Following an impressive performance at the inaugural TransAfrika Bike Race, we caught up with joint-winner Hannele Steyn for insights into endurance racing, and what it takes to conquer an epic bikepacking.
The TransAfrika is notably absent of the prize money, series points and sponsorships that characterize most races. Given your experience as a professional racer, how do you feel this changes the dynamics of the racing experience?
Hannele: I suppose it does make a difference to the amount of entries, but the kind of person that usually go for races of this extremity is of a different breed, and it is all about the challenge and not the money. The cost of doing it is also quite low compared to other race entries.
Are you considering other self-supported races?
Hannele: I have completed the Freedom Challenge, which is also unsupported. For me, it is not about supported or unsupported; the race needs to grab and challenge me in many ways to consider doing it. The challenge, the beauty, the freedom, the unusual…
How did you manage the nutrition and recovery in a race in which the clock doesn’t stop and where food choices are limited, to say the least?
Hannele: I am a geneticist/microbiologist with a diploma in nutrition, so that is the great part for me. I made sure that I carried as much of the right stuff with high nutrition, but small amounts and at the stops that I made; I chose what I believed to be the best.
What was the hardest part of the race?
Hannele: REALLY, the sore bum.
What was your favourite moment?
Hannele: Being at all the check points first and crossing the finish line.
We noticed you paired up with Dan Hayman. How important was this to your success in the end you feel?
It was quite a strange decision, as I wanted to do it solo. When we started to ride together, Dan was still part of a team and of a team mate that stopped, so I thought he was just doing it unofficially from there and would just ride the way he felt. Then the organizer asked me if I would mind if he gave him solo status. We then realized that we each had our strong points and that we could try to battle each other or see if we enjoy each other’s company J. Needless to say that we became best friends, (although he wanted nothing to do with me in the beginning as I was a woman, kicking their butts) I was stronger on the climbs; he was stronger on the descents. My stops were much shorter and my eating much better; while he had to stop for a long time to eat more and to fill 8 litres of energy drinks. My time that I stopped on day one was altogether 23 minutes. With him, it became almost 2 hrs/day. He ate whole meals at stops, while I knew what to eat on the go to not have to do that. Where he was stronger was on the navigation, which is my weakest point and one of the reasons why I put myself through these things (I challenge that fear of mine to get lost). He is 32 and I am 49. He weighs 80kg and I weigh 50kg. He was on a road bike and I was on knobblies on a mountain bike. But I think he has more respect now J To give you an idea about the feeling of a Kiwi being as kind as Dan was to me, his friends texted him and asked when he was going to get rid of that handbag of his and he answered…never!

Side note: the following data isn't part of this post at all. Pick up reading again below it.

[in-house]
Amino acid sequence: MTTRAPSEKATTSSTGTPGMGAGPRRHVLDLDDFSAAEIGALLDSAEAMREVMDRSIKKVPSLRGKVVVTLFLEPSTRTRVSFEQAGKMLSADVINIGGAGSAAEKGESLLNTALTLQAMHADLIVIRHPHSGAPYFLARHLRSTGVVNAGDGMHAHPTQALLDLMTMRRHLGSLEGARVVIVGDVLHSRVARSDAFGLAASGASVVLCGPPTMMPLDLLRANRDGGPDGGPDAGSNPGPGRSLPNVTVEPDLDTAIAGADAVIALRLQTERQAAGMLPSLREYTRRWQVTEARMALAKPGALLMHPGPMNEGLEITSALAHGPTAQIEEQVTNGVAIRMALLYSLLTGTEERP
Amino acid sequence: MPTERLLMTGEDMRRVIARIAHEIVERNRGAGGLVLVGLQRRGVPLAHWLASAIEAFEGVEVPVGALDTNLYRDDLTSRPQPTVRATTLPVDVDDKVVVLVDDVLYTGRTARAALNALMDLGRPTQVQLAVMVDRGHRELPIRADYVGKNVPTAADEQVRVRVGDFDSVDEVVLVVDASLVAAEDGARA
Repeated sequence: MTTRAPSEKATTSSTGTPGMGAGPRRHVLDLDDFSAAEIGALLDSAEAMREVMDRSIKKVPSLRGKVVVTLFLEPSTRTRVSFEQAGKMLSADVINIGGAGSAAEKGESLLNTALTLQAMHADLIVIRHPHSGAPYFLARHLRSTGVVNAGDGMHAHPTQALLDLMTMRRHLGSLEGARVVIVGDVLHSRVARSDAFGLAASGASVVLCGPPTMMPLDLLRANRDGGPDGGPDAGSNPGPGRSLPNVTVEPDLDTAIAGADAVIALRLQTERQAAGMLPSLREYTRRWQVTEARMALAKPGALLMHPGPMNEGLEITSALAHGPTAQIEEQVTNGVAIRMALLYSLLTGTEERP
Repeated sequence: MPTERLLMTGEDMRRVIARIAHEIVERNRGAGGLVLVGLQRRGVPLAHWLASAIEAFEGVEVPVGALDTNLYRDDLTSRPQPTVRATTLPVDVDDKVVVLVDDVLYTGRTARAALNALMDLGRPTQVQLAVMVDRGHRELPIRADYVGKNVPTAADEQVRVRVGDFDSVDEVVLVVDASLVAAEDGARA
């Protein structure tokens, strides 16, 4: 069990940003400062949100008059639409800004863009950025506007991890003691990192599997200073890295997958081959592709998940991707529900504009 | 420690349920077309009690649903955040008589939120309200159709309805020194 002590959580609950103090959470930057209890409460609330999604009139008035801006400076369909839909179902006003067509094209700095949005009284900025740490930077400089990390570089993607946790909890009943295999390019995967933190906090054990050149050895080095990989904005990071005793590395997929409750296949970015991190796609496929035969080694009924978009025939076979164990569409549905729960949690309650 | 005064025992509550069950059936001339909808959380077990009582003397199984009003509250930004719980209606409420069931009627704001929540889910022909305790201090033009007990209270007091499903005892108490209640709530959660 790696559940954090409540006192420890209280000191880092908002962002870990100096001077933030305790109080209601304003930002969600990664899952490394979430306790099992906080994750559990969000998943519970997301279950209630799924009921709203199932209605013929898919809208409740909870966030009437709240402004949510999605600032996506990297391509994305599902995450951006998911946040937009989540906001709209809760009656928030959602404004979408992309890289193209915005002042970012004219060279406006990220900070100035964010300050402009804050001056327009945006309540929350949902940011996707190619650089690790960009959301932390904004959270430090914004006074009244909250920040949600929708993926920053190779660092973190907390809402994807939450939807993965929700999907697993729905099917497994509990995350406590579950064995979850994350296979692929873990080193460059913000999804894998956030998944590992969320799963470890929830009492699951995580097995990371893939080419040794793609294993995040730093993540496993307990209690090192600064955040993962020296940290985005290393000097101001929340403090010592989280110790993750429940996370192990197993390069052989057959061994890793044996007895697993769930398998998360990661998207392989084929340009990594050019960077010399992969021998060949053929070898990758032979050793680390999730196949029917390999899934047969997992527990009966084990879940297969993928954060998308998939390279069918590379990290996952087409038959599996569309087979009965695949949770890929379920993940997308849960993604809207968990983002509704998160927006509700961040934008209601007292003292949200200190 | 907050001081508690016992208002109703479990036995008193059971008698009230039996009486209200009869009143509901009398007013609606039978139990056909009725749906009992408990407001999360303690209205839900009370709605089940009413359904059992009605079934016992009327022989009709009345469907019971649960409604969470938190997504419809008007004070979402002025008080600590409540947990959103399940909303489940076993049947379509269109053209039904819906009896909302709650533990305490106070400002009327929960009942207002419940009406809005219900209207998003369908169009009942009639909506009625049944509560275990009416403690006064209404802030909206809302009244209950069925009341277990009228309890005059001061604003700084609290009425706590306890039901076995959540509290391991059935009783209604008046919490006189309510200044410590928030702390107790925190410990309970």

What’s the most prominent memory that you have of the event when you think back to it?
Hannele: For me, who is known as the nutrition fanatic amongst my friends and clients, to eat a pie and drink a coke…unheard of from me…but I did it and it is engraved in my memory.
What recommendations would you make to aspiring TransAfrika racers in terms of mental and physical preparation, race strategy and recovery?
T.I.T.S = Time In The Saddle
Learn how to pray
Don’t think too much
Make peace with loneliness and don’t bargain that your plan A is going to work. Have a plan B, C, D and “no plan”
Make peace with pain and discomfort and embrace the moments you are in
See that your equipment is right and reliable:
I trusted my Momsen bike, my Apidura saddle pack, my Continental tyres, my PVM nutrition, my CWC parts, my Sludge tyre sealant, my Rockets pants and my Zurreal medical aid.
AND remember: “normal people worry me”
We would like to thank Hannele for taking the time to chat with us about the race. We’d also like to thank Andy Masters, organizer of the TransAfrika Bike Race, for the photo (and for putting on a great race!).